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Urine Burn and Your Senior Dog

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Urine Burn and Your Senior DogWhen it comes to urine burn and your senior dog there is much more to think about than the grass in your yard.

What do I mean?

As your dog gets older they may experience urinary incontinence. They may also experience backend weakness which causes your dog to inadvertently urinate on their feet.

Why does this matter? Because urine burns!

So what do you need to know?

What You Need to Know About Urine Burn and Your Senior Dog

Urine Burn and Your Senior Dog

The term “urine burn” or “urine scald” is most often associated with the browning of grass due to dog urine. This isn’t the only application of the term, however.

If you have ever cared for a paralyzed dog or a dog with a spinal injury, then you may also be familiar with urine burn in another capacity. If you haven’t, then you will want to read on because this is the same concept that applies to senior dogs.

What is Urine Burn?

Urine burn is a painful rash that develops on the skin when it is exposed to urine for any period of time. For example, a paralyzed dog that does not have their bladder expressed regularly may experience bladder overflow which can result in dribbling. This dribbling of urine can cause urine to come into contact with the dog’s skin and cause irritation, rash, and burning.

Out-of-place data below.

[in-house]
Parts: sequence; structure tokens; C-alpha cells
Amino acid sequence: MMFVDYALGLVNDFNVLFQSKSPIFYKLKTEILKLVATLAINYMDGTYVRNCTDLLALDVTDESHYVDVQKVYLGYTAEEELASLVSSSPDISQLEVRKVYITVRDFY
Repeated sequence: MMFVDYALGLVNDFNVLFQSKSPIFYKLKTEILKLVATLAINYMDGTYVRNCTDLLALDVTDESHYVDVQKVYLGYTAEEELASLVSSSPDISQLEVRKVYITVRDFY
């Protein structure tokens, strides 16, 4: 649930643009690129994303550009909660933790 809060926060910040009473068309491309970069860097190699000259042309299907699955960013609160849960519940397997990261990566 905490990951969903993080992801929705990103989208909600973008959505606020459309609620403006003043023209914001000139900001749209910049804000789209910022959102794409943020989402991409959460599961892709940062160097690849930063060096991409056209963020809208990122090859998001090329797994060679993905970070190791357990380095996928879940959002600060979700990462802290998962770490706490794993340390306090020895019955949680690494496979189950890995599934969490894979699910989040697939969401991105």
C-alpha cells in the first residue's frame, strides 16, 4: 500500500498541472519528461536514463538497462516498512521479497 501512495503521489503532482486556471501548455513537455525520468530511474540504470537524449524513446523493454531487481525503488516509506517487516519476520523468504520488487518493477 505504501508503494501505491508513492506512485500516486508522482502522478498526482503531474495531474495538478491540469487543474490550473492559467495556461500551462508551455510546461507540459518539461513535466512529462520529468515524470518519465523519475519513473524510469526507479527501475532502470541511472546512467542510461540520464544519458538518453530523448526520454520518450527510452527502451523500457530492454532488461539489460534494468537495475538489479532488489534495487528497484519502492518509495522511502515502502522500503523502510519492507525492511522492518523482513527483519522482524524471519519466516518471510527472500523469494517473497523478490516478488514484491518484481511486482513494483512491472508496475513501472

Another commonly seen example of urine burn is the backyard breeder environment, hoarding environment or the unsanitary kennel environment. In this instance, dogs are frequently left to sit or lie in their own waste which can cause urine burn (as well as a number of other horrendous problems).

How Does Urine Burn Apply to My Well Cared For, Non-Paralyzed Dog?

So why should you care about urine burn if you don’t have a paralyzed or spinal injury dog?

Because senior dogs can experience urine burn too!

Often older dogs may experience regular urinary incontinence which can cause urine to come into contact with their skin on a regular basis. Even if this does not happen, senior dogs can also frequently urinate on their back feet when using the bathroom outside because their hind end isn’t strong enough to allow them to lift their leg or crouch as low as they once did. Once again, this causes the skin to come into contact with urine and opens up the possibility for urine burn.

What Does Urine Burn Look Like?

Urine burn or urine scald can range in appearance from a diaper rash appearance to a severe raw red rash with open sores. The more severe cases of urine burn are almost always the result of failure to treat a dog when they first show signs of urine burn.

Why Does Urine Burn Happen?

Ammonia Molecule

There are a few factors that contribute to the development of urine burn.

Ammonia / Urea

Ammonia is a byproduct produced in the body when protein is broken down during digestion. Ammonia is toxic to the body, however, so it must be removed from the bloodstream. This removal process involves the liver combining two ammonia molecules with one carbon dioxide molecule to create urea. Not only is this urea mostly neutral, but it is soluble in water which allows for it to dissolve in the blood, be taken to the kidneys and excreted in the urine.